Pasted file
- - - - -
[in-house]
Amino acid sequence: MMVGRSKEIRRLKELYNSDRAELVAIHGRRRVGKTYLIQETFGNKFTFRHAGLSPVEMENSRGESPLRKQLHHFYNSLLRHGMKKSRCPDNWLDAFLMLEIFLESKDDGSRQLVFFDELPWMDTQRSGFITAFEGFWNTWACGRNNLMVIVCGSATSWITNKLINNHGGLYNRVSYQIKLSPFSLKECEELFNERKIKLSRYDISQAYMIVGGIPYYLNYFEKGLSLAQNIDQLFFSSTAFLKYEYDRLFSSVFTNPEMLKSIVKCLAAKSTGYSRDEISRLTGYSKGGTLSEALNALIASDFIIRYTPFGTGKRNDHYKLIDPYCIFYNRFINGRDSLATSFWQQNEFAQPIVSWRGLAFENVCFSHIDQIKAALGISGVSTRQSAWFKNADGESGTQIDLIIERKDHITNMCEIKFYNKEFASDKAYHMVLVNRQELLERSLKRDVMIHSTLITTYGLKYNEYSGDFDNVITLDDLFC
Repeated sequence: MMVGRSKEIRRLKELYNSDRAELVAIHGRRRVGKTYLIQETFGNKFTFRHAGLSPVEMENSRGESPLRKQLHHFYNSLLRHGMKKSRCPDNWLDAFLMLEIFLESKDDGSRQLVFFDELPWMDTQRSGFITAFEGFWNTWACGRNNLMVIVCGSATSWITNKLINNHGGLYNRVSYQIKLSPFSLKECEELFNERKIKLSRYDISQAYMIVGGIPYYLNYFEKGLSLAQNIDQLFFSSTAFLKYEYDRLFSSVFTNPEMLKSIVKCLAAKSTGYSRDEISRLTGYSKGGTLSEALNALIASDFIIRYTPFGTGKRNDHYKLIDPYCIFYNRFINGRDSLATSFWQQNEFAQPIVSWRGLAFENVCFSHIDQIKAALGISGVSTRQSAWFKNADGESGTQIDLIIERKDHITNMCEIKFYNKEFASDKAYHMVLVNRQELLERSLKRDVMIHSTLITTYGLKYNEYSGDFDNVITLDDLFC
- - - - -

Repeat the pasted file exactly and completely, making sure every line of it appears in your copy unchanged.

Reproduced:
[in-house]
Amino acid sequence: MMVGRSKEIRRLKELYNSDRAELVAIHGRRRVGKTYLIQETFGNKFTFRHAGLSPVEMENSRGESPLRKQLHHFYNSLLRHGMKKSRCPDNWLDAFLMLEIFLESKDDGSRQLVFFDELPWMDTQRSGFITAFEGFWNTWACGRNNLMVIVCGSATSWITNKLINNHGGLYNRVSYQIKLSPFSLKECEELFNERKIKLSRYDISQAYMIVGGIPYYLNYFEKGLSLAQNIDQLFFSSTAFLKYEYDRLFSSVFTNPEMLKSIVKCLAAKSTGYSRDEISRLTGYSKGGTLSEALNALIASDFIIRYTPFGTGKRNDHYKLIDPYCIFYNRFINGRDSLATSFWQQNEFAQPIVSWRGLAFENVCFSHIDQIKAALGISGVSTRQSAWFKNADGESGTQIDLIIERKDHITNMCEIKFYNKEFASDKAYHMVLVNRQELLERSLKRDVMIHSTLITTYGLKYNEYSGDFDNVITLDDLFC
Repeated sequence: MMVGRSKEIRRLKELYNSDRAELVAIHGRRRVGKTYLIQETFGNKFTFRHAGLSPVEMENSRGESPLRKQLHHFYNSLLRHGMKKSRCPDNWLDAFLMLEIFLESKDDGSRQLVFFDELPWMDTQRSGFITAFEGFWNTWACGRNNLMVIVCGSATSWITNKLINNHGGLYNRVSYQIKLSPFSLKECEELFNERKIKLSRYDISQAYMIVGGIPYYLNYFEKGLSLAQNIDQLFFSSTAFLKYEYDRLFSSVFTNPEMLKSIVKCLAAKSTGYSRDEISRLTGYSKGGTLSEALNALIASDFIIRYTPFGTGKRNDHYKLIDPYCIFYNRFINGRDSLATSFWQQNEFAQPIVSWRGLAFENVCFSHIDQIKAALGISGVSTRQSAWFKNADGESGTQIDLIIERKDHITNMCEIKFYNKEFASDKAYHMVLVNRQELLERSLKRDVMIHSTLITTYGLKYNEYSGDFDNVITLDDLFC